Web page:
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Chloroplasts

Plant cells and algal cells contain chloroplasts , the organelles in which photosynthesis occurs ( [link] ). All chloroplasts have at least three membrane systems: the outer membrane, the inner membrane, and the thylakoid membrane system. Inside the outer and inner membranes is the chloroplast stroma , a gel-like fluid that makes up much of a chloroplast’s volume, and in which the thylakoid system floats. The thylakoid system is a highly dynamic collection of folded membrane sacs. It is where the green photosynthetic pigment chlorophyll is found and the light reactions of photosynthesis occur. In most plant chloroplasts, the thylakoids are arranged in stacks called grana (singular: granum), whereas in some algal chloroplasts , the thylakoids are free floating.

The cholorplast is shown as an oval structure with an outer membrane. The inner membrane folds into pancake like stacks called grana (stacks of thylakoids). One individual stack from the grana is called a thylakoid. The space inside the thylakoid is called the thylakoid lumen. The aqueous fluid outside the thylakoids but inside the inner membrane is the stroma. The space between the inner and outer membranes is the intermembrane space.
Photosynthesis takes place in chloroplasts, which have an outer membrane and an inner membrane. Stacks of thylakoids called grana form a third membrane layer.

Other organelles similar to mitochondria have arisen in other types of eukaryotes, but their roles differ. Hydrogenosomes are found in some anaerobic eukaryotes and serve as the location of anaerobic hydrogen production. Hydrogenosomes typically lack their own DNA and ribosomes. Kinetoplasts are a variation of the mitochondria found in some eukaryotic pathogens. In these organisms, each cell has a single, long, branched mitochondrion in which kinetoplast DNA, organized as multiple circular pieces of DNA, is found concentrated at one pole of the cell.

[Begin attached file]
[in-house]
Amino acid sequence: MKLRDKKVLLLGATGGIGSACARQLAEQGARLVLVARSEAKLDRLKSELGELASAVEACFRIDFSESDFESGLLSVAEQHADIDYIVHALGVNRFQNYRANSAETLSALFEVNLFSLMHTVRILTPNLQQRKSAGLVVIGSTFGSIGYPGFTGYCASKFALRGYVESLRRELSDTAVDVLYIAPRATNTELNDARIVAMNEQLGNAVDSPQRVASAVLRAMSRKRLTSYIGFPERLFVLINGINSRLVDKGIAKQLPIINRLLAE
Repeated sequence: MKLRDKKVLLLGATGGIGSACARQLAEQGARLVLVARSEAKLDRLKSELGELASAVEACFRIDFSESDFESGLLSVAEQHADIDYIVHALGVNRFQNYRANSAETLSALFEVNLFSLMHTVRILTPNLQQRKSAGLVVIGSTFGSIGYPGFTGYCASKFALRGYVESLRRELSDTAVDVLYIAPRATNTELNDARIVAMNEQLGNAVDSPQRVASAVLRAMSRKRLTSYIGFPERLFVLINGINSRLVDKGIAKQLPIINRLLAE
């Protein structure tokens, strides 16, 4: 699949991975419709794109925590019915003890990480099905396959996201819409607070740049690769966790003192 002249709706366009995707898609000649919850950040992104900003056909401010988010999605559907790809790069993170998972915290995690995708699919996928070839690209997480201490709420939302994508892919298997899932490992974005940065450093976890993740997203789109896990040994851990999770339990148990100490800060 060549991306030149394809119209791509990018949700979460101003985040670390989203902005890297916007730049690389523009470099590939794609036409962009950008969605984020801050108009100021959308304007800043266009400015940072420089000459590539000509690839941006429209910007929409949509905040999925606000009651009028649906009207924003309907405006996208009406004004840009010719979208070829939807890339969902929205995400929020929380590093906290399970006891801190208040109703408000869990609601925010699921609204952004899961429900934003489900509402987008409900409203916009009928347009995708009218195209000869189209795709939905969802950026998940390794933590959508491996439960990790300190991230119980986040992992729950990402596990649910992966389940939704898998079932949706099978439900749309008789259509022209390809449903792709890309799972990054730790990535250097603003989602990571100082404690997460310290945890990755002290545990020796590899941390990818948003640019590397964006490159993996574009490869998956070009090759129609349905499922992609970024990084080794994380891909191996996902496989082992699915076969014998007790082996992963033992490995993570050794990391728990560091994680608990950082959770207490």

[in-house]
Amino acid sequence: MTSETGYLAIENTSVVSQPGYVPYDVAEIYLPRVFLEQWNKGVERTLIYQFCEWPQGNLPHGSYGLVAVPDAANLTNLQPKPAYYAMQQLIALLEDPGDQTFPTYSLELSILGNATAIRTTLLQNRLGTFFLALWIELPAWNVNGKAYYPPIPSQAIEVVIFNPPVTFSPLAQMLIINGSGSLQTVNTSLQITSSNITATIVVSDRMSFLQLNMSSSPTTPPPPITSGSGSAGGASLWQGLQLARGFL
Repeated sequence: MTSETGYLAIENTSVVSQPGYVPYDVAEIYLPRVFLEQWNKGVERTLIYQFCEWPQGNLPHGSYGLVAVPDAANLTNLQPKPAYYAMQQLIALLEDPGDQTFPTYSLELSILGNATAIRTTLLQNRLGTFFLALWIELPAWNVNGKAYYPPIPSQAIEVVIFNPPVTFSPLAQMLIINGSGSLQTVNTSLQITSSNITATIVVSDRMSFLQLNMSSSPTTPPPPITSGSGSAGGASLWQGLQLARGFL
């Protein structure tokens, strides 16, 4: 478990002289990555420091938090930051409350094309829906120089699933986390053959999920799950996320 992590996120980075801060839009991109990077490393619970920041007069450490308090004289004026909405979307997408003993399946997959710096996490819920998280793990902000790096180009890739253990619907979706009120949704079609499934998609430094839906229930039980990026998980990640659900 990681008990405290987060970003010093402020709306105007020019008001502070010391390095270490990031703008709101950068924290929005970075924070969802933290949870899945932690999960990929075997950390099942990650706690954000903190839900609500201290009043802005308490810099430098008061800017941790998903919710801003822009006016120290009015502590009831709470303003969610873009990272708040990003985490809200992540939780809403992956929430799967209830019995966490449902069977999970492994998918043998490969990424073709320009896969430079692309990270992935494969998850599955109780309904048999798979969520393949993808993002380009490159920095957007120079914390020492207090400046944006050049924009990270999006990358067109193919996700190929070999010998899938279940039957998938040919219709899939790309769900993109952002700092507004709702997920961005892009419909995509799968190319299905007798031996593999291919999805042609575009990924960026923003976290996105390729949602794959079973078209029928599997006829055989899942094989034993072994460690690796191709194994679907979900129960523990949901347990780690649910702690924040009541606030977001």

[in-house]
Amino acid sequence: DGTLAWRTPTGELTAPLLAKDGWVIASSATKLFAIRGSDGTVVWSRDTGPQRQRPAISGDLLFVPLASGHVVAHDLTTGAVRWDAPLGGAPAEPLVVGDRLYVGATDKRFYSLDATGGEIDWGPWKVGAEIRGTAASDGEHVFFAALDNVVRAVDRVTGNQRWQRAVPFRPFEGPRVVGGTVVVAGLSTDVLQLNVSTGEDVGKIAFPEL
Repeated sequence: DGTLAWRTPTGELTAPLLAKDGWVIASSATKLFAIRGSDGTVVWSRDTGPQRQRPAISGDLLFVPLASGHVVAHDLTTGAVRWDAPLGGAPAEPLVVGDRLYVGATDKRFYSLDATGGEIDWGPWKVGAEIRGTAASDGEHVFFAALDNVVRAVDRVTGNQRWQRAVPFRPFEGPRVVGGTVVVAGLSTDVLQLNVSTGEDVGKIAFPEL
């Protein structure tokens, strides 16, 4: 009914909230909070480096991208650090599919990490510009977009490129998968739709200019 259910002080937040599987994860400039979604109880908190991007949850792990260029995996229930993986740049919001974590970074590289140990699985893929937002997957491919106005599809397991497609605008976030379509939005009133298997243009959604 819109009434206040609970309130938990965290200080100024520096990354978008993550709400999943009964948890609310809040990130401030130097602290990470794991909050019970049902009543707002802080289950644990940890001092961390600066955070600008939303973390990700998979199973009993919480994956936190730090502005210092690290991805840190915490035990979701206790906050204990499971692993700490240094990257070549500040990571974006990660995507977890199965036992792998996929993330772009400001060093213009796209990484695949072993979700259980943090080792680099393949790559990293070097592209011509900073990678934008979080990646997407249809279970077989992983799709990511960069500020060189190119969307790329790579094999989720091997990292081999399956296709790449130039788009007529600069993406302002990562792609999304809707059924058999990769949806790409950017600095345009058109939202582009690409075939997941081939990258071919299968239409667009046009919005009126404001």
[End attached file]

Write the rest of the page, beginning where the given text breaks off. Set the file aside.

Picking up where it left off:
Many protozoans, including several protozoan parasites that cause infections in humans, can be identified by their unusual appearance. Distinguishing features may include complex cell morphologies, the presence of unique organelles, or the absence of common organelles. The protozoan parasites Giardia lamblia and Trichomonas vaginalis are two examples.

G. lamblia , a frequent cause of diarrhea in humans and many other animals, is an anaerobic parasite that possesses two nuclei and several flagella. Its Golgi apparatus and endoplasmic reticulum are greatly reduced, and it lacks mitochondria completely. However, it does have organelles known as mitosomes , double-membrane-bound organelles that appear to be severely reduced mitochondria. This has led scientists to believe that G. lamblia’ s ancestors once possessed mitochondria that evolved to become mitosomes. T. vaginalis , which causes the sexually transmitted infection vaginitis, is another protozoan parasite that lacks conventional mitochondria. Instead, it possesses hydrogenosomes , mitochondrial-related, double-membrane-bound organelles that produce molecular hydrogen used in cellular metabolism. Scientists believe that hydrogenosomes, like mitosomes, also evolved from mitochondria. N. Yarlett, J.H.P. Hackstein. “Hydrogenosomes: One Organelle, Multiple Origins.” BioScience 55 no. 8 (2005):657–658.

Plasma membrane

The plasma membrane of eukaryotic cells is similar in structure to the prokaryotic plasma membrane in that it is composed mainly of phospholipids forming a bilayer with embedded peripheral and integral proteins ( [link] ). These membrane components move within the plane of the membrane according to the fluid mosaic model. However, unlike the prokaryotic membrane, eukaryotic membranes contain sterols , including cholesterol, that alter membrane fluidity. Additionally, many eukaryotic cells contain some specialized lipids, including sphingolipids, which are thought to play a role in maintaining membrane stability as well as being involved in signal transduction pathways and cell-to-cell communication.

Questions & Answers

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PROKARYOTES _ does not have nucleus _does not have membrane bound organels like eukaryotes -does not have endoplasmic reticulum _does not have a mitchochondrion _it have plasmid instead of chromosome EUKARYOTE S _have true nucleus _have all membrane bound organels _have mitochondria have
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Source:  OpenStax, Microbiology. OpenStax CNX. Nov 01, 2016 Download for free at http://cnx.org/content/col12087/1.4
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